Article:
Using influential literature as a background for constructing songs has a way of informing a band in a certain sense.  In writing this set of songs the band has been able to transform their album into something entirely different than the modern pop album; it reads, rather, like a concisely written piece of prose. There is an elemental flow, not unlike literature, where the pacing of the album slows in parts, waiting for the reader, or listener in this case, to gather his or her thoughts for just a moment before moving on with more details.

The music is like a great deal of the music that is making its way from Scotland at the moment.  Vocals are immediately recognizable, but in the sense that many a Scot has a distinctive dialect.  And we find that the music throughout the album is quite busy, whilst the band utilizes multiple instruments to construct and deconstruct each song.  According to press releases, they wrote a great deal of these songs together, which allowed the songs to blend together as one large piece of music itself; once again this lends itself to the resonance of literature that is evident in their music.

Subject matter varies on the album, with issues of war-mongering seeming to be one of the more noticeable motifs.  The outlook is not quite as bright, or at least not in the eyes of the songwriters, and as the band unites to sing in unison, they encourage us all to move forward, beyond our trivial pursuits as we search for something greater for both humanity and ourselves.

Once again, My Latest Novel have created an album composed of millions of pieces, tightly pieced together like a giant jigsaw puzzle of aesthetically soothing tunes.  The album exists as a complete composition; its a unified vision of a band sticking together, which inevitably makes it a rewarding listen time and time again.

[audio:http://austintownhall.com/wp-content/uploads/2009/05/06-argument-against-the-man.mp3]

Download: My Latest Novel – Argument Against the Man [MP3]

The Theater Fire @ Lamberts (5/15)

theaterThis Friday night Austin will be treated to one of the great North Texas bands, as Theater Fire make their way into town.  They’ll be playing a set over at Lamberts this Friday evening with Some Say Leland.  TIckets to the show are $7 at the door, and you’ll be glad you got to spend your evening listening to the eclectic folk of this great Texas band.

[audio:http://austintownhall.com/wp-content/uploads/2009/05/06-dahl-parts.mp3]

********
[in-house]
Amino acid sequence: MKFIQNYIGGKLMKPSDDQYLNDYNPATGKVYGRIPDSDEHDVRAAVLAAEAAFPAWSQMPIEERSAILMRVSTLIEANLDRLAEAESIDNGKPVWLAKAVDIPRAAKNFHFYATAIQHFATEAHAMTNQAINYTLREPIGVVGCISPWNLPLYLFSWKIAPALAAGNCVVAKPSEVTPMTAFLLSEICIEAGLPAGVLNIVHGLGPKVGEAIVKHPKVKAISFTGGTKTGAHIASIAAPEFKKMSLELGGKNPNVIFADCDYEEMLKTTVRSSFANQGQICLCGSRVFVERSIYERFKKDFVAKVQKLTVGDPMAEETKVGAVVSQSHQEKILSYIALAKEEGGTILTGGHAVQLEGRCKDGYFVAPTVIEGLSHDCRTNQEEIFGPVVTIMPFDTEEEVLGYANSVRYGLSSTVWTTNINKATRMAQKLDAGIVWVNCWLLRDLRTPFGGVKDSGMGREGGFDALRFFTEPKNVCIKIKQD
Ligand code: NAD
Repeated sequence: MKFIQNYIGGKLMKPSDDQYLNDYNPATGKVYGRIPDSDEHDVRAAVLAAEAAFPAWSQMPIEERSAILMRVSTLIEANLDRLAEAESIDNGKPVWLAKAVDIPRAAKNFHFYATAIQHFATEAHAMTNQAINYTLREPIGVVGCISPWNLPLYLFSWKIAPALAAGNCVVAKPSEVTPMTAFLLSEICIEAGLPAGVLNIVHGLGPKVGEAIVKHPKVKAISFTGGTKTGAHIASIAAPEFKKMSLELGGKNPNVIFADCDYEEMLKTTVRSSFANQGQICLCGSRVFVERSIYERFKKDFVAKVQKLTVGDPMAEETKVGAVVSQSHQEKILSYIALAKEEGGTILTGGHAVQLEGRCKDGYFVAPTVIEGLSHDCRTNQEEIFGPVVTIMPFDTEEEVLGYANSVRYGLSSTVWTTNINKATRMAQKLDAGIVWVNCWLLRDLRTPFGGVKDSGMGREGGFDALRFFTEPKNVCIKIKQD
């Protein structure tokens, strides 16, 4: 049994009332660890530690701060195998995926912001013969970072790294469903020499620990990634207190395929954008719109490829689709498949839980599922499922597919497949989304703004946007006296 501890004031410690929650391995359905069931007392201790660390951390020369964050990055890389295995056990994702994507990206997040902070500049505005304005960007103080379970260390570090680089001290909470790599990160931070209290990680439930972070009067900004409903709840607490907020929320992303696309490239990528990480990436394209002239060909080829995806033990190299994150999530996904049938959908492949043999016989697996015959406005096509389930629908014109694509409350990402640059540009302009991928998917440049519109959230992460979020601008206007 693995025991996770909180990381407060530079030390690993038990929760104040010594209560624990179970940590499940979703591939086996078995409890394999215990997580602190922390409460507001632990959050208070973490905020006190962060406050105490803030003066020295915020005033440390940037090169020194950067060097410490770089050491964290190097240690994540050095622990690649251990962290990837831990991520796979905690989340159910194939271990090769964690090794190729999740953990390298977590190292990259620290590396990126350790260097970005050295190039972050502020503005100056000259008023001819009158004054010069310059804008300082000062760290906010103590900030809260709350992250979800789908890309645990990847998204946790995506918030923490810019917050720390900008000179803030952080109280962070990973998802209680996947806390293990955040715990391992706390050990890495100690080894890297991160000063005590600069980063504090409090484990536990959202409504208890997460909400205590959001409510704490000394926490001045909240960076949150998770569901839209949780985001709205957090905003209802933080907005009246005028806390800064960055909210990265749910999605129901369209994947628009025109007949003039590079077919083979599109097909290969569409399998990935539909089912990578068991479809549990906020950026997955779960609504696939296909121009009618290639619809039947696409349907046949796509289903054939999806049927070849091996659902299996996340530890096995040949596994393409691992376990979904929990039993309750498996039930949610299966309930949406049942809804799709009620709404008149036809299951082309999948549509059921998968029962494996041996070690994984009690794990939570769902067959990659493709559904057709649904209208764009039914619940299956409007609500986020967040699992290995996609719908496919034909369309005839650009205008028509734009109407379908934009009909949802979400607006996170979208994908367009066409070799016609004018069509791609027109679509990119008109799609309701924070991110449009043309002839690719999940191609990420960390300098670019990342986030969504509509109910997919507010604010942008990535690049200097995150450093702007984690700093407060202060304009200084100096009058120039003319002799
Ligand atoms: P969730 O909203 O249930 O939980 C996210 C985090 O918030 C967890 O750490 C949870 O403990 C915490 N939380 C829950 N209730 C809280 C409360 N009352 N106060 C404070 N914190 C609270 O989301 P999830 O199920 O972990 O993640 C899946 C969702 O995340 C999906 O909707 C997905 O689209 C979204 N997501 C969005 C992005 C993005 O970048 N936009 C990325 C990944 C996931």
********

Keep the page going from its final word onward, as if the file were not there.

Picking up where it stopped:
Download: Theater Fire – Dahl Parts [MP3]

Jeremy Enigk – OK Bear

okbear

Rating: ★★★½ ·

You’d have to be living in a hole to not have heard of Jeremy Enigk, or at least his legendary band Sunny Day Real Estate; he has since moved on to focus primarily on his solo efforts.  His third LP, OK Bear, has just been released, and it’s a step in a direction that many will be pleased to see him pushing.

The opening tracks, “Mind Idea” and “Late of Camera” set the tone for the entirety of the album, as each song builds upon rising sonic sounds.  Organic songs structures allow Enigk great room for his ever-astonishing voice, which is one of the most recognizable.  As always, his vocals soar, seeming as if they are about to burst through your speakers, yet holding back with enough poise to carry a melody.

While some of the song features full band arrangements, a few of which resemble the sound of How It Feels to Be Something On, this is not the only approach Jeremy takes on the latest effort.  The beautiful “April Storm” reminds us all of why he was so enchanting in the first place.  Acoustic guitar accompanied by quiet percussion plainly bring the song to life, and Enigk carries the song on the back of his voice.  “Just a State of Mind” is another such song, wherein Jeremy lets his voice be your guide throughout the song.  Sure, it’s his voice that comes across as one of the more memorable elements in these songs, but that voice, for many, brings nothing but good memories; for those not accustomed to the vocal quality, it will win you over as well.

“Life’s Too Short” is the song that most recalls Jeremy Enigk playing with his old band; there is a sharpness to the rhythm guitar that creates that bombastic atmosphere.  His voice cuts through the song with a sharpness and a certain ferocity that is not present on the rest of the album.  It might make you tear up just a bit, reminding us all of what it felt like when we first listened to Diary.